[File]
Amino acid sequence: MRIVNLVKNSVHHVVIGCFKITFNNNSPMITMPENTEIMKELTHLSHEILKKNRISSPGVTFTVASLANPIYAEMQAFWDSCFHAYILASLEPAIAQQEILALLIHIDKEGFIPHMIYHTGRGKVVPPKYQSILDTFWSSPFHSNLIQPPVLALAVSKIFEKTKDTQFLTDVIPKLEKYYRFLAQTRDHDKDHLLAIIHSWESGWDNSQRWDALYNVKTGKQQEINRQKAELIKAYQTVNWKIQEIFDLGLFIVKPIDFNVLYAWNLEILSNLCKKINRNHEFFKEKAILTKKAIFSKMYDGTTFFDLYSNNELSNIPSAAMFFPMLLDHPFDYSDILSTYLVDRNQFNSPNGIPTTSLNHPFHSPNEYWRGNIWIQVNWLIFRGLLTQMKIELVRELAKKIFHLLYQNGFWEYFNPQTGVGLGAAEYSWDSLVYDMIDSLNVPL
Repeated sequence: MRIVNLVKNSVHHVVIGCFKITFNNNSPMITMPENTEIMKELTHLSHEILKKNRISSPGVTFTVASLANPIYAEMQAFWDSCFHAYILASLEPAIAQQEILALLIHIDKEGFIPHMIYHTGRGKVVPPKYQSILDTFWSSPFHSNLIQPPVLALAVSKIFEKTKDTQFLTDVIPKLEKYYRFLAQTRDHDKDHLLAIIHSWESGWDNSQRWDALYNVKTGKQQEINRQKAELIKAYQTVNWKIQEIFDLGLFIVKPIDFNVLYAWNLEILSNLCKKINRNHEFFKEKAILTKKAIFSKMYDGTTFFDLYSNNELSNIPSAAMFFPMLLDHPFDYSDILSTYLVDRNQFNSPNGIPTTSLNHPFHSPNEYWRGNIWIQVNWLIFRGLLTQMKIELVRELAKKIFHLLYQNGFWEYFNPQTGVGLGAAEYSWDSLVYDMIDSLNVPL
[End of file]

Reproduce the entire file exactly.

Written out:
Amino acid sequence: MRIVNLVKNSVHHVVIGCFKITFNNNSPMITMPENTEIMKELTHLSHEILKKNRISSPGVTFTVASLANPIYAEMQAFWDSCFHAYILASLEPAIAQQEILALLIHIDKEGFIPHMIYHTGRGKVVPPKYQSILDTFWSSPFHSNLIQPPVLALAVSKIFEKTKDTQFLTDVIPKLEKYYRFLAQTRDHDKDHLLAIIHSWESGWDNSQRWDALYNVKTGKQQEINRQKAELIKAYQTVNWKIQEIFDLGLFIVKPIDFNVLYAWNLEILSNLCKKINRNHEFFKEKAILTKKAIFSKMYDGTTFFDLYSNNELSNIPSAAMFFPMLLDHPFDYSDILSTYLVDRNQFNSPNGIPTTSLNHPFHSPNEYWRGNIWIQVNWLIFRGLLTQMKIELVRELAKKIFHLLYQNGFWEYFNPQTGVGLGAAEYSWDSLVYDMIDSLNVPL
Repeated sequence: MRIVNLVKNSVHHVVIGCFKITFNNNSPMITMPENTEIMKELTHLSHEILKKNRISSPGVTFTVASLANPIYAEMQAFWDSCFHAYILASLEPAIAQQEILALLIHIDKEGFIPHMIYHTGRGKVVPPKYQSILDTFWSSPFHSNLIQPPVLALAVSKIFEKTKDTQFLTDVIPKLEKYYRFLAQTRDHDKDHLLAIIHSWESGWDNSQRWDALYNVKTGKQQEINRQKAELIKAYQTVNWKIQEIFDLGLFIVKPIDFNVLYAWNLEILSNLCKKINRNHEFFKEKAILTKKAIFSKMYDGTTFFDLYSNNELSNIPSAAMFFPMLLDHPFDYSDILSTYLVDRNQFNSPNGIPTTSLNHPFHSPNEYWRGNIWIQVNWLIFRGLLTQMKIELVRELAKKIFHLLYQNGFWEYFNPQTGVGLGAAEYSWDSLVYDMIDSLNVPL